Frank McCarty—Compositions

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Après Wagner, Après Poe - on texts of Stéphane Mallarmé (1987-) [open]
neo-classical style

French soprano, flute (doubling piccolo), clarinet (doubling bass clarinet), guitar, violin, and cello

Publisher:
Soundlib Press

Recording:
archives

A musical presentation of Mallarme's interests in and fondness for two of his heros.

Program Note:
apr|s Wagner, apr|s Poe - by Frank McCarty, on texts of St|phane Mallarme
Notes by the Composer

This occasion marks the premiere of La Sc|ne, the first section of a large multi-movement, multi-dimensional work, written for - and about - Mallarm|. This also marks the end of a year-long period of rather intense work; it is the fourth of my compositions to be premiered in 1987. I am deeply indebted to the North Carolina Arts Council for its support and encouragement during this time.

Unlike most composers, I do not carry a style or technique from piece to piece. Rather, I approach a task from within its own idiomatic context - its own premise. Each of those compositions could have been written by a different composer, in a different time and place. Yet they were produced by one composer, intentionally wearing different costumes.

Mallarm|, Anna Wilson's musical ensemble, is best known for performances of contemporary musical literature of the French school and of works by living composers. I was enlisted to make a signature composition - a work which would display their talents and, further, be based on the writings of St|phane Mallarm|. The composing of this namesake piece was thus guided by my enthusiasm for these expressive resources.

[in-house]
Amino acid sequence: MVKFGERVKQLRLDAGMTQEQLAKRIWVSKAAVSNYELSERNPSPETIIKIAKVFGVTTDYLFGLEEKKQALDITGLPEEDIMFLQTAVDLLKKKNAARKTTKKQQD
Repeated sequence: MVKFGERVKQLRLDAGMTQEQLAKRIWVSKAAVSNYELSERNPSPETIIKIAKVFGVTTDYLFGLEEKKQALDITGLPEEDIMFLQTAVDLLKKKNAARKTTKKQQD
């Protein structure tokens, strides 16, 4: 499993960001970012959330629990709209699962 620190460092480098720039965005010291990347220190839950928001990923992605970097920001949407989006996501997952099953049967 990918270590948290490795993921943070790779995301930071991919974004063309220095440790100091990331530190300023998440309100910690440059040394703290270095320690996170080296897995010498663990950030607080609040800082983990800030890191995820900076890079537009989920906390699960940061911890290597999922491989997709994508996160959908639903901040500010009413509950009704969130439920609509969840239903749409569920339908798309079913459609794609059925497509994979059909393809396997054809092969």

It might seem strange that I characterize this as a literary/theatrical composition even though it exists primarily in the realm of sound. Such a premise might seem further confounded by settings of the poet's language, rather than English translations. I am, after all, an American composer and you are certainly an American audience. However, this piece is not about us; it's about Mallarm|.

I have provided translations which appear following these notes and may, if desired, be read. Though they may express the semantic information of this composition, they do not represent its art.

These text-gleanings come from Mallarm|'s poems, prose-poems, essays, toasts and letters, and were chosen to represent two aspects of the poet's style. The first, amd most idiomatic category, acknowledges a writer for whom the phenomenon of sound is itself expressive. Obviously, such does not translate; please listen to the music of his language. The second, and more existential choices, depict an artist for whom the nature of human emotion and experience transcends mere concrete representation or any single, definitive meaning; please listen with your heart as well.

St|phane Mallarm|, the writer, found influences in the works of Edgar Poe, the mystique surrounding Richard Wagner, and, in more general terms, in theatre, music and dance. These factors are illuminated herein and set in a theatrical context which was implied - maybe even suggested - by the author himself. For me, the composer, this music began in the realm of Claude Debussy whom I thank, along with Ives and Joyce, for their influences upon my contributions to this piece.